Staff Writer
Columbus CEO

c.2013 New York Times News Service

LONDON — Moncler, the Italian maker of luxury winter jackets, plans to raise as much as $1.1 billion in its initial public offering on the Milan stock exchange.

The price range for the apparel maker, which had abandoned a plan for an initial share sale in 2011, was 8.75 to 10.2 euros a share, or $11.87 to $13.84, according to a statement late Tuesday from Eurazeo, the French investment company that owns 45 percent of the company. Moncler has an option to increase the size of the offer by 15 percent, which would value the share sale at 783 million euros, or $1.06 billion.

Most of the proceeds are expected to go to Eurazeo, Moncler’s largest shareholder, and the private equity firm the Carlyle Group. Remo Ruffini, the Italian entrepreneur and Moncler chairman who bought the company in 2003 before bringing in private equity partners, plans to keep his entire 32 percent stake in the company, a spokeswoman for Moncler said.

Ruffini is widely credited with turning Moncler — a shortening of Monestier-de-Clermont, the village in Grenoble, France, where the company was founded — from an outfitter for the French Olympic ski team into a global fashion brand. In recent years, Moncler has added separate collections designed by Thom Browne and Giambattista Valli to its more traditional lines. Last year, the company had sales of 489.2 million euros and 161.5 million euros in earnings before interest, taxes, depreciation and amortization. It has 122 stores.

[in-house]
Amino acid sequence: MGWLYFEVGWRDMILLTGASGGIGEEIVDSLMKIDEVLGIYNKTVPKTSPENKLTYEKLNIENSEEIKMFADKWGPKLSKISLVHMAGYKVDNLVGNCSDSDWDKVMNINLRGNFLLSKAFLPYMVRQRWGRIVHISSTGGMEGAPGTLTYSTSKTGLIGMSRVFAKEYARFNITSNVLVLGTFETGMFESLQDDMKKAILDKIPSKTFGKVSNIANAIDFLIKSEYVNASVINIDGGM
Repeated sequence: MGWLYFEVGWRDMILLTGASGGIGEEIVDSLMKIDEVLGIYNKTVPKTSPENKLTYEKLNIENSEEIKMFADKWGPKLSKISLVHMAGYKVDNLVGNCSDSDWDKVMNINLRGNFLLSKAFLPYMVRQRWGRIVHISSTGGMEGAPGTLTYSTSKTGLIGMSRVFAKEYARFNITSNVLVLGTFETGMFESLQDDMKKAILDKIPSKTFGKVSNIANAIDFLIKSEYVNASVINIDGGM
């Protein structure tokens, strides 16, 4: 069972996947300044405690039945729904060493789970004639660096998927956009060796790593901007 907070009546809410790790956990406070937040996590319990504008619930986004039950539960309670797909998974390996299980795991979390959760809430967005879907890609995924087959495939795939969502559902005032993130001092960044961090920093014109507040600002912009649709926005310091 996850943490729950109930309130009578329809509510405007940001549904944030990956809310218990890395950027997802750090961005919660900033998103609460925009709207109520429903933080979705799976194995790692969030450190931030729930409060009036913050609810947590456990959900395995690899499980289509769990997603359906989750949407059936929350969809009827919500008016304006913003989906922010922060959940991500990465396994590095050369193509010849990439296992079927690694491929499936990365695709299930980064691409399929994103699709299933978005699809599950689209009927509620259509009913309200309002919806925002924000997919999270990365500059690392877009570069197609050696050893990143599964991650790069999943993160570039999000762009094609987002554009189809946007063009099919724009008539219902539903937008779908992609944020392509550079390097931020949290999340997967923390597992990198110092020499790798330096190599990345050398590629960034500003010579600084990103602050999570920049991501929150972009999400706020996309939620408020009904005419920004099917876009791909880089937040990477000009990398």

Moncler’s planned sale is the latest in a growing number of public offerings in Europe as companies and their investors seek to benefit from an economic recovery and growing consumer confidence. Fashion labels in particular have pursued stock offerings, driven by investors’ desire to tap into luxury retail, a sector that has quickly rebounded since the global financial crisis. Among those that have taken to the stock markets are Michael Kors and the Italian brands Prada and Brunello Cucinelli, while Marc Jacobs stepped down from Louis Vuitton to focus on an offering for his own label.

Carlyle abandoned plans for a Moncler public offering in Milan in 2011, when the market was volatile, and instead decided to sell a stake to Eurazeo in a deal that valued Moncler at about 1.2 billion euros. If priced at the top of the range, Moncler’s initial share sale would value the company at 2.5 billion euros.

The price is to be announced Dec. 11. Shares are expected to start trading Dec. 16.